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Reeva Steenkamp's Death Highlights the Femicide Crisis in South Africa

Today marks six years since she was murdered by her boyfriend, Oscar Pistorius. A plight shared by too many South African women.

It's been six years since South African model Reeva Steenkamp was murdered by her boyfriend Oscar Pistorius. South Africans are taking some of their time on Valentine's Day to remember her life and reflect on the crisis of femicide and intimate partner violence in South Africa.


The Oscar Pistorius trial was probably South Africa's most explosive trial to date. There has been none like it since. The beloved gold medalist athlete, Oscar Pistorius, was charged with the murder of his girlfriend in an elaborate saga that many South Africans grappled to understand for months to come.

Pistorius alleged that he had mistaken Steenkamp for an intruder in his home and shot her multiple times. His version of events had multiple loopholes. He then went on to state that he was mentally unfit to stand trial. Every trick known in the book was exercised by his formidable defense lawyer, Advocate Barry Roux. Pistorius was initially found not guilty, a verdict that was appealed and consequently landed him behind bars for 13 years.

However, today is not about Pistorius. It is about Steenkamp and the life that was cut so short at the hands of someone close to her.

Steenkamp's story is unfortunately the daily reality of so many South African women. South Africa's femicide rate is fives times the global rate. Every four hours a woman is murdered in South Africa and half of these murders are at the hands of the women's partners.

READ: The Daily Nightmare of Being a South African Woman Shows No Signs of Ending

And so when Valentine's Day in February or an entire women's month in August rolls around (purporting to care about women) South African women are under no illusions. They simply cannot afford to be.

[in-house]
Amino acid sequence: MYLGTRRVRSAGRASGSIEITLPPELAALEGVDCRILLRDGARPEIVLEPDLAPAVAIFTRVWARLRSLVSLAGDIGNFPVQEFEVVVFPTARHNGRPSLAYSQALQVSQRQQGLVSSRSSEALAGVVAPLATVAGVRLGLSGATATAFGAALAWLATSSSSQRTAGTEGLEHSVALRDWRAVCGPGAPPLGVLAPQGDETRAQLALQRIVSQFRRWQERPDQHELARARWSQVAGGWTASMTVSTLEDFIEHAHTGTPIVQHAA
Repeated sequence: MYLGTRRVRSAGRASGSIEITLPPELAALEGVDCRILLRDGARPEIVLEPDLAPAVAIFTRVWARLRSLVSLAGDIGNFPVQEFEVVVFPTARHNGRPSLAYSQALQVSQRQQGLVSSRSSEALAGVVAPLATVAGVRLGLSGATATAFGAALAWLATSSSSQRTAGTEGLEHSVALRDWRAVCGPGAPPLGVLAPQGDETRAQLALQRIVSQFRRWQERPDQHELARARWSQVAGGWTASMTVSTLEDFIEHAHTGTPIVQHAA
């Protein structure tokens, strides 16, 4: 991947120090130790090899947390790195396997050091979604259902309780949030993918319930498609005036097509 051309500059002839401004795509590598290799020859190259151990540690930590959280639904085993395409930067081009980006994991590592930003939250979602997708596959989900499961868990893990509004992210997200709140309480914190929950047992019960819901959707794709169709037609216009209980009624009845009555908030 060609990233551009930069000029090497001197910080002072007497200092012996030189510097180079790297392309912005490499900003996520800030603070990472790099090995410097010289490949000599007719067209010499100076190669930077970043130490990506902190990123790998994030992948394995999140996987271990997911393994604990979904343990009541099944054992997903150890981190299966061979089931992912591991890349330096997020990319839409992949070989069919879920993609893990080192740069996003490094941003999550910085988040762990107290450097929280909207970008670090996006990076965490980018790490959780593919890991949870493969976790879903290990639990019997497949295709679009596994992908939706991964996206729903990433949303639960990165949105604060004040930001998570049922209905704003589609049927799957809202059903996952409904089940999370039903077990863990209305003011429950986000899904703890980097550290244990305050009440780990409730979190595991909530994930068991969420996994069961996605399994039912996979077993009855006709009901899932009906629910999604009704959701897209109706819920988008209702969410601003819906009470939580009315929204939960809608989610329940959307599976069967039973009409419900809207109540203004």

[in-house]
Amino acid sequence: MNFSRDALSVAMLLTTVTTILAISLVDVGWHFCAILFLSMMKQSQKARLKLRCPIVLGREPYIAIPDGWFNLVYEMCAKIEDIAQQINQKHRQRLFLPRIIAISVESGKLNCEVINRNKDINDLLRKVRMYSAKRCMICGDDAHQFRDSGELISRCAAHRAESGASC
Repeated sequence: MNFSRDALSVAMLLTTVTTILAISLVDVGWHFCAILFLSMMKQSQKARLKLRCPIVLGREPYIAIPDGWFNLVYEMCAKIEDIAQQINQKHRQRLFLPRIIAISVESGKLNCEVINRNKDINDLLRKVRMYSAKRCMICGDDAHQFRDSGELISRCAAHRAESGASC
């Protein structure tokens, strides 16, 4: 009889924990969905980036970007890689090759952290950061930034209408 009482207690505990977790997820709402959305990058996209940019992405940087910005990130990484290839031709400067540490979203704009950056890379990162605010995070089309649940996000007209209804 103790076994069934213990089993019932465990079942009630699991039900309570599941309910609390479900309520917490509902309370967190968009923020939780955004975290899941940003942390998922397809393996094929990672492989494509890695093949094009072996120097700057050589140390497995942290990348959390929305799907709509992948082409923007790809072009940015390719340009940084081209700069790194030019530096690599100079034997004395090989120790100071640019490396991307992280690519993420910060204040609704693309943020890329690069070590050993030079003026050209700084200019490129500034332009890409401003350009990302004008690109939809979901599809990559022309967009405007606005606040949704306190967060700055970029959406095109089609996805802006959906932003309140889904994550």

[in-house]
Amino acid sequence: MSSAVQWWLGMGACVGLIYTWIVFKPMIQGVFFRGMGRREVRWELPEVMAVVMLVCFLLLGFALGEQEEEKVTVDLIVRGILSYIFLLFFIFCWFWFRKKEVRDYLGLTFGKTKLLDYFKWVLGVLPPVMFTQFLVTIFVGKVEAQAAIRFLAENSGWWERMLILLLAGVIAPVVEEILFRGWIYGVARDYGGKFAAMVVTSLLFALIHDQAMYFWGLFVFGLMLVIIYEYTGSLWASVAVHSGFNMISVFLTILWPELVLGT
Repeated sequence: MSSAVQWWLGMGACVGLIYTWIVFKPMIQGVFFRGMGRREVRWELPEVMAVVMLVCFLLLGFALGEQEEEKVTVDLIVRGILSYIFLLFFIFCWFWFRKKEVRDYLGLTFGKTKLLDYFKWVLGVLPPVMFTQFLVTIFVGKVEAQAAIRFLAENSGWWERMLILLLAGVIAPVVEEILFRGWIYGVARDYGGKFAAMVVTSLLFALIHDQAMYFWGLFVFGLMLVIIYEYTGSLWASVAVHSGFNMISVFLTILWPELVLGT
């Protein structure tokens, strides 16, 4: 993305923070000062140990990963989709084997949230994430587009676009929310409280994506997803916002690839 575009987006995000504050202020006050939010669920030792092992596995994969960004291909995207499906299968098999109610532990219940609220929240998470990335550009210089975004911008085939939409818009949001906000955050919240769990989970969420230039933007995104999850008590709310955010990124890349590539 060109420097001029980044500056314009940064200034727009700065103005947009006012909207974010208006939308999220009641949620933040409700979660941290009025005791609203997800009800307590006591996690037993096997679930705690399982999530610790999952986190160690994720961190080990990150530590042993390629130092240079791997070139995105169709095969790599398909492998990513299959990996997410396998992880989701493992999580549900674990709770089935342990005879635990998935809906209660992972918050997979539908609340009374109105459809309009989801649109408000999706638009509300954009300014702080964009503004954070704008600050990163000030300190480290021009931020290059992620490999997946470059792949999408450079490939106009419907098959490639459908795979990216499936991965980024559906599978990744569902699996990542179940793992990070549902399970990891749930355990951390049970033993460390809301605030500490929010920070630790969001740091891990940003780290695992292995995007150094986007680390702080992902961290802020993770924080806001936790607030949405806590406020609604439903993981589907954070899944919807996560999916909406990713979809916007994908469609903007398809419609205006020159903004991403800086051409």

Here are some messages remembering Steenkamp on social media.








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Sarkodie Is Not Feeling Any Pressure

The elite Ghanaian rapper affirms his king status with this seventh studio album, No Pressure.

Sarkodie is one of the most successful African rappers of all time. With over ten years of industry presence under his belt, there's no question about his prowess or skin in the game. Not only is he a pioneer of African hip-hop, he's also the most decorated African rapper, having received over 100 awards from close to 200 nominations over the span of his career.

What else does Sarkodie have to prove? For someone who has reached and stayed at the pinnacle of hip-hop for more than a decade, he's done it all. But despite that, he's still embracing new growth. One can tell just by listening to his latest album, No Pressure, Sarkodie's seventh studio album, and the follow-up to 2019's Black Love which brought us some of the Ghanaian star's best music so far. King Sark may be as big as it gets, but the scope of his music is still evolving.

Sonically, No Pressure is predominantly hip-hop, with the first ten tracks offering different blends of rap topped off with a handful of afrobeats and, finally, being crowned at the end with a gospel hip-hop cut featuring Ghanaian singer MOG. As far as the features go, Sark is known for collaborating mostly with his African peers but this time around he branches out further to feature a number of guests from around the world. Wale, Vic Mensa, and Giggs, the crème de la crème of rap in America and the UK respectively all make appearances, as well as Nigeria's Oxlade, South Africa's Cassper Nyovest, and his fellow Ghanaian artists Darkovibes and Kwesi Arthur.

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